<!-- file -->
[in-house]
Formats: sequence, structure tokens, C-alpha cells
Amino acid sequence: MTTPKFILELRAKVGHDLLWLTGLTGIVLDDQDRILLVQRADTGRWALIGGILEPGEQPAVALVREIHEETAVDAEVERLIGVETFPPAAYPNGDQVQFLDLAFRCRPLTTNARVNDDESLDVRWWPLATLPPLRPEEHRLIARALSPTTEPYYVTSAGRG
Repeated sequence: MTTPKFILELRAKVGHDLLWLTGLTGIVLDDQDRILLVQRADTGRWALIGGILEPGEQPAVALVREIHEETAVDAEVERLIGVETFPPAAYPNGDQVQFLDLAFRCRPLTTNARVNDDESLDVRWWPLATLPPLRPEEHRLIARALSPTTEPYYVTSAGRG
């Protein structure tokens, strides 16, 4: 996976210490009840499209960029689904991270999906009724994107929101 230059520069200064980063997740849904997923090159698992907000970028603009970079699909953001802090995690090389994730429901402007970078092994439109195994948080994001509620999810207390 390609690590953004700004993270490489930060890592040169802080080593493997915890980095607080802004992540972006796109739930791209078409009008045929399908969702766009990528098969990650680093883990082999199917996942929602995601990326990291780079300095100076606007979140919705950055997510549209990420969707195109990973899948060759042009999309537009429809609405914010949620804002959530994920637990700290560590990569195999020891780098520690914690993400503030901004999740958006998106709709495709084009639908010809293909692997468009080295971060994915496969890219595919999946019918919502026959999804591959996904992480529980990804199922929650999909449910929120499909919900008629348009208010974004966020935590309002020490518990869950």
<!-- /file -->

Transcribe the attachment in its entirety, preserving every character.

[in-house]
Formats: sequence, structure tokens, C-alpha cells
Amino acid sequence: MTTPKFILELRAKVGHDLLWLTGLTGIVLDDQDRILLVQRADTGRWALIGGILEPGEQPAVALVREIHEETAVDAEVERLIGVETFPPAAYPNGDQVQFLDLAFRCRPLTTNARVNDDESLDVRWWPLATLPPLRPEEHRLIARALSPTTEPYYVTSAGRG
Repeated sequence: MTTPKFILELRAKVGHDLLWLTGLTGIVLDDQDRILLVQRADTGRWALIGGILEPGEQPAVALVREIHEETAVDAEVERLIGVETFPPAAYPNGDQVQFLDLAFRCRPLTTNARVNDDESLDVRWWPLATLPPLRPEEHRLIARALSPTTEPYYVTSAGRG
């Protein structure tokens, strides 16, 4: 996976210490009840499209960029689904991270999906009724994107929101 230059520069200064980063997740849904997923090159698992907000970028603009970079699909953001802090995690090389994730429901402007970078092994439109195994948080994001509620999810207390 390609690590953004700004993270490489930060890592040169802080080593493997915890980095607080802004992540972006796109739930791209078409009008045929399908969702766009990528098969990650680093883990082999199917996942929602995601990326990291780079300095100076606007979140919705950055997510549209990420969707195109990973899948060759042009999309537009429809609405914010949620804002959530994920637990700290560590990569195999020891780098520690914690993400503030901004999740958006998106709709495709084009639908010809293909692997468009080295971060994915496969890219595919999946019918919502026959999804591959996904992480529980990804199922929650999909449910929120499909919900008629348009208010974004966020935590309002020490518990869950």